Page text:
BOSTON - Clay Buchholz’s curveball was so sharp that he threw it for a strike when he didn’t even try.
Buchholz allowed just three singles in 8 1-3 innings, and Alex Gonzalez and Dustin Pedroia’s RBI singles made up for a Boston offense that sputtered in the early innings as the Red Sox beat the Toronto Blue Jays 3-2 on Saturday night.
Mixing fastballs with a changeup and his sharp curve, Buchholz struck out nine and walked two three days before the two-year anniversary of his no-hitter over the Baltimore Orioles in his second big-league start.
Buchholz’s first batter of the game may have been an indication that he had good stuff: Jose Bautista ducked out of the way as a curveball broke over the plate for a called third strike.
“I had a good one from my first batter to my last,” he said. “I had a good one in the bullpen. I was actually was trying to throw (the one to Batista) down in the dirt. It ended up catching part of the plate.”
The Red Sox won for fifth time in six games and maintained their 2½ game lead over Texas in the AL wild-card chase. The Rangers beat Minnesota, 3-0, on Saturday.
Buccholz gave up an infield hit to Kevin Miller in the second, one up the middle by Lyle Overbay in the seventh and Batista’s leading off the ninth.
“That was a terrific game,” Boston manager Terry Francona said. “I actually think when he establishes his fastball and makes hitters respect that, it makes his changeup that much better and you start adding two breaking balls for strikes, it gives them a lot of different looks.”
Hideki Okajima gave up Adam Lind’s RBI double that scored Batista and Overbay’s run-scoring single before Jonathan Papelbon got the final two outs for his 32nd save.
Toronto starter Ricky Romero (11-6) took the loss, giving up three runs on seven hits in 5 1-3 innings.
Buchholz’s strong pitching overcame a Red Sox offense that squandered three excellent chances in the first three innings. Boston had nine baserunners with six hits, two walks, a hit batsman and a passed ball mixed in, but it could only score one run.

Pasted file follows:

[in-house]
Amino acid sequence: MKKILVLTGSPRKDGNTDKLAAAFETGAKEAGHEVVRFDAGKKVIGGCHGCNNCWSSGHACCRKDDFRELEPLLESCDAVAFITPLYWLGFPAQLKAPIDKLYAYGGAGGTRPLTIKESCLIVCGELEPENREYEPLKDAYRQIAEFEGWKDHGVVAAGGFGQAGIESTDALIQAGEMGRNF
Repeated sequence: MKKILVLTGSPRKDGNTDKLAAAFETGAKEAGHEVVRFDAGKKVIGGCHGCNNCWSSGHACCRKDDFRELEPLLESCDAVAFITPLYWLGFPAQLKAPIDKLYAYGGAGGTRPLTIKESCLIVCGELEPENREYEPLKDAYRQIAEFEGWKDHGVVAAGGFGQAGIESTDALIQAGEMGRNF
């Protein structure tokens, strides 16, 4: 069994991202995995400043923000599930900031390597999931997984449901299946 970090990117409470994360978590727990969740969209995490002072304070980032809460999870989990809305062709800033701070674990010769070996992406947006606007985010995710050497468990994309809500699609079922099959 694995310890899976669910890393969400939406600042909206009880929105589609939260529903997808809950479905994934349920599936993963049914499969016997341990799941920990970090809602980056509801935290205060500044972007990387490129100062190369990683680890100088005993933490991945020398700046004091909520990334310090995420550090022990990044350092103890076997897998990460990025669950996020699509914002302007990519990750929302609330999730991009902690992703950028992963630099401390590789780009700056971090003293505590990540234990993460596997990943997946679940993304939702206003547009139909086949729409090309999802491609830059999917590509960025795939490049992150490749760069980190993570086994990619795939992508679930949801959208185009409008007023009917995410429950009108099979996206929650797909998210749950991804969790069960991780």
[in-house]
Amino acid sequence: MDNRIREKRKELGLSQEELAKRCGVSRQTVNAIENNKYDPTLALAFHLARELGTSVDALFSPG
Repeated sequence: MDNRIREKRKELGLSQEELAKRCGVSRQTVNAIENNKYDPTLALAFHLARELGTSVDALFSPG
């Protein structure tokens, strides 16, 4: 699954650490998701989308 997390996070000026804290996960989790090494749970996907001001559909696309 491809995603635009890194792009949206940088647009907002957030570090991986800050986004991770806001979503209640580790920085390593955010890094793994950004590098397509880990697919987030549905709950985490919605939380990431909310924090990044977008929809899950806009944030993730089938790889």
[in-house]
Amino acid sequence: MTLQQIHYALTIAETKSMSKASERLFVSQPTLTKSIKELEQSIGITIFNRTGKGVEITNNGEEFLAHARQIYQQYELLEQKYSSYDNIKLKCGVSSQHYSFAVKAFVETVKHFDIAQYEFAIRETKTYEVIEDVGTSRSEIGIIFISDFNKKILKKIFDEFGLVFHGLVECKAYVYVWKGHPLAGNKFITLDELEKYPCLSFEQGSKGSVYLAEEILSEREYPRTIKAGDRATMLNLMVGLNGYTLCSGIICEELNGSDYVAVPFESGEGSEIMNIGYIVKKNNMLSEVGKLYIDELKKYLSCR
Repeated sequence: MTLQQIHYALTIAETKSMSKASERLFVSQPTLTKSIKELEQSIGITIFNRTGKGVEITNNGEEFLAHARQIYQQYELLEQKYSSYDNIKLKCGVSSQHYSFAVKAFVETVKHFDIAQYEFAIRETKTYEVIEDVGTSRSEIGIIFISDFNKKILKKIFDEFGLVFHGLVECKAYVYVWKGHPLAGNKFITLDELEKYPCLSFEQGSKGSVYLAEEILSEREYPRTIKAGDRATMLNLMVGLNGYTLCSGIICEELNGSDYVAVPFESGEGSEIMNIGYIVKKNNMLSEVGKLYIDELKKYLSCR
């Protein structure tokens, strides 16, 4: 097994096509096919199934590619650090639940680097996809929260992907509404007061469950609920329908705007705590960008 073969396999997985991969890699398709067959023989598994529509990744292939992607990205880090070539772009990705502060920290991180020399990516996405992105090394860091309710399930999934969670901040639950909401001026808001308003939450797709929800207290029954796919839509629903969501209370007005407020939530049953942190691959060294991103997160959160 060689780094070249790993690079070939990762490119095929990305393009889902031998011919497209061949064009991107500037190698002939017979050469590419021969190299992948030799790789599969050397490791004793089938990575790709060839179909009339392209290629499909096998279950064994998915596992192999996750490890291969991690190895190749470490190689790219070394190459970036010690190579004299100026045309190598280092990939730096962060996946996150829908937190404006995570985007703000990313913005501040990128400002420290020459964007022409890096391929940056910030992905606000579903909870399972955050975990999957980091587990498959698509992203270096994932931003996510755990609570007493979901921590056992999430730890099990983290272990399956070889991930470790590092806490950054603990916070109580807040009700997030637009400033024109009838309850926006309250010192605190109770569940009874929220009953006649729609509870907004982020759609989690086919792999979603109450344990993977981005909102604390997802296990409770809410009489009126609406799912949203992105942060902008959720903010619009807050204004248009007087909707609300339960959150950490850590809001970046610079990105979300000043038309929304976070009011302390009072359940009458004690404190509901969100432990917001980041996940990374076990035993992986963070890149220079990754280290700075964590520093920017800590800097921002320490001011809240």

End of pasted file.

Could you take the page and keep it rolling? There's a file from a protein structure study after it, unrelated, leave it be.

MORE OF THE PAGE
“He was locating his changeup,” Overbay said. “He mixed up hit pitches very well.”
In fact, Buchholz felt he may have had better control Saturday than in his no-hitter two years ago.
“I think it was better tonight than it was that one night,” he said, before thinking it over a bit more. “I’d have to go look at the film to see how I was throwing.”
The Blue Jays, who managed to get just two balls out of the infield against Buchholz in the first six innings, were a close call away from being hitless entering the seventh. Millar was ruled safe by first base umpire Jim Wolf after shortstop Gonzalez went to his knees in the hole before firing to first.
The nation grieved for those hurt, killed and affected by the Boston Marathon bombings. After one of the suspects was caught on Friday — following a day-long lockdown and manhunt — sports returned to Boston over the weekend.
“We didn’t get hits until later in the ballgame so we weren’t a threat earlier,” Toronto manager Cito Gaston said.
The Red Sox led 1-0 after one, but it could have been a lot more. They had runners on second and third with one out after Pedroia’s RBI single, but he was picked off third and David Ortiz fanned to end the inning.
In the second, they loaded the bases with no outs but failed to score. Gonzalez bounded into a fielder’s choice, with Jason Bay cut down at the plate by first baseman Overbay’s throw before Jacoby Ellsbury grounded into a double play.
In the third, they put runners on first and third with one out, but Ortiz struck out and Mike Lowell bounced weakly to first after Bay walked to load the bases.
An RBI single by Gonzalez and bases-loaded walk to Victor Martinez made it 3-0 in the sixth.
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